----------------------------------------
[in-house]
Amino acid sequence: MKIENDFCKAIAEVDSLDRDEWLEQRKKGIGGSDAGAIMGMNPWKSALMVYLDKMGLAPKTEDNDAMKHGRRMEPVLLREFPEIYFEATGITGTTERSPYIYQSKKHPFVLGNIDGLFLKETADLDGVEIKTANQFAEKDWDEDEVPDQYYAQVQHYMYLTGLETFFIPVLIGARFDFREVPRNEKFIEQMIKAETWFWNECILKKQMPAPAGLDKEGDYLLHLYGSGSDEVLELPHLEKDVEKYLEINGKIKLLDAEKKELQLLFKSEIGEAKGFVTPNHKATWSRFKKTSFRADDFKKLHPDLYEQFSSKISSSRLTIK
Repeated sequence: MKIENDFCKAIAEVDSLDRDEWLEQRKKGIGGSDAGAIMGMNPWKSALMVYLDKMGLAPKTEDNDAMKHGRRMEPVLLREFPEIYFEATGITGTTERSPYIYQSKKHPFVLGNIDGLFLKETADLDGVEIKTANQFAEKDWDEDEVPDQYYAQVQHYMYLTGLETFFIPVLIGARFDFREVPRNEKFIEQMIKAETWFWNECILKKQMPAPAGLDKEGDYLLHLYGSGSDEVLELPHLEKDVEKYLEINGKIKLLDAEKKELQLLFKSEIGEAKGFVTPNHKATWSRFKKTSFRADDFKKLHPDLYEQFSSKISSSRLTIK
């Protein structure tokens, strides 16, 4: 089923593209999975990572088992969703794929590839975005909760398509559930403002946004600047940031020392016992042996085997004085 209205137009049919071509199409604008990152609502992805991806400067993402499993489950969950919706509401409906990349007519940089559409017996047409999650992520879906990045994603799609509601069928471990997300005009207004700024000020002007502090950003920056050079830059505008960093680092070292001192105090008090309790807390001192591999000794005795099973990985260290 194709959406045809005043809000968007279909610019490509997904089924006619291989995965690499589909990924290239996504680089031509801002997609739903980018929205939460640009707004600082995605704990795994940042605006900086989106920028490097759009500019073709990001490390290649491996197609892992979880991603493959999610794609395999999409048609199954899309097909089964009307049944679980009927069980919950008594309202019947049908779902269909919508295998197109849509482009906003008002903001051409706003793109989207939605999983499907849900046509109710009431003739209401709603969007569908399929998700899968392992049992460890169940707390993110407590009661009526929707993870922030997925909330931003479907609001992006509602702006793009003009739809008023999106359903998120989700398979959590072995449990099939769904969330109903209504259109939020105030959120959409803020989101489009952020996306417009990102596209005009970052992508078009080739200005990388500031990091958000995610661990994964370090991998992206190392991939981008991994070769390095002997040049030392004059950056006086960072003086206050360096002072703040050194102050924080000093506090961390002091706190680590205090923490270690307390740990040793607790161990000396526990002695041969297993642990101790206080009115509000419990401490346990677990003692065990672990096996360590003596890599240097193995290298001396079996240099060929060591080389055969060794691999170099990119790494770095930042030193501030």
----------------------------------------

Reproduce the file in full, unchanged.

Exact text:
[in-house]
Amino acid sequence: MKIENDFCKAIAEVDSLDRDEWLEQRKKGIGGSDAGAIMGMNPWKSALMVYLDKMGLAPKTEDNDAMKHGRRMEPVLLREFPEIYFEATGITGTTERSPYIYQSKKHPFVLGNIDGLFLKETADLDGVEIKTANQFAEKDWDEDEVPDQYYAQVQHYMYLTGLETFFIPVLIGARFDFREVPRNEKFIEQMIKAETWFWNECILKKQMPAPAGLDKEGDYLLHLYGSGSDEVLELPHLEKDVEKYLEINGKIKLLDAEKKELQLLFKSEIGEAKGFVTPNHKATWSRFKKTSFRADDFKKLHPDLYEQFSSKISSSRLTIK
Repeated sequence: MKIENDFCKAIAEVDSLDRDEWLEQRKKGIGGSDAGAIMGMNPWKSALMVYLDKMGLAPKTEDNDAMKHGRRMEPVLLREFPEIYFEATGITGTTERSPYIYQSKKHPFVLGNIDGLFLKETADLDGVEIKTANQFAEKDWDEDEVPDQYYAQVQHYMYLTGLETFFIPVLIGARFDFREVPRNEKFIEQMIKAETWFWNECILKKQMPAPAGLDKEGDYLLHLYGSGSDEVLELPHLEKDVEKYLEINGKIKLLDAEKKELQLLFKSEIGEAKGFVTPNHKATWSRFKKTSFRADDFKKLHPDLYEQFSSKISSSRLTIK
């Protein structure tokens, strides 16, 4: 089923593209999975990572088992969703794929590839975005909760398509559930403002946004600047940031020392016992042996085997004085 209205137009049919071509199409604008990152609502992805991806400067993402499993489950969950919706509401409906990349007519940089559409017996047409999650992520879906990045994603799609509601069928471990997300005009207004700024000020002007502090950003920056050079830059505008960093680092070292001192105090008090309790807390001192591999000794005795099973990985260290 194709959406045809005043809000968007279909610019490509997904089924006619291989995965690499589909990924290239996504680089031509801002997609739903980018929205939460640009707004600082995605704990795994940042605006900086989106920028490097759009500019073709990001490390290649491996197609892992979880991603493959999610794609395999999409048609199954899309097909089964009307049944679980009927069980919950008594309202019947049908779902269909919508295998197109849509482009906003008002903001051409706003793109989207939605999983499907849900046509109710009431003739209401709603969007569908399929998700899968392992049992460890169940707390993110407590009661009526929707993870922030997925909330931003479907609001992006509602702006793009003009739809008023999106359903998120989700398979959590072995449990099939769904969330109903209504259109939020105030959120959409803020989101489009952020996306417009990102596209005009970052992508078009080739200005990388500031990091958000995610661990994964370090991998992206190392991939981008991994070769390095002997040049030392004059950056006086960072003086206050360096002072703040050194102050924080000093506090961390002091706190680590205090923490270690307390740990040793607790161990000396526990002695041969297993642990101790206080009115509000419990401490346990677990003692065990672990096996360590003596890599240097193995290298001396079996240099060929060591080389055969060794691999170099990119790494770095930042030193501030």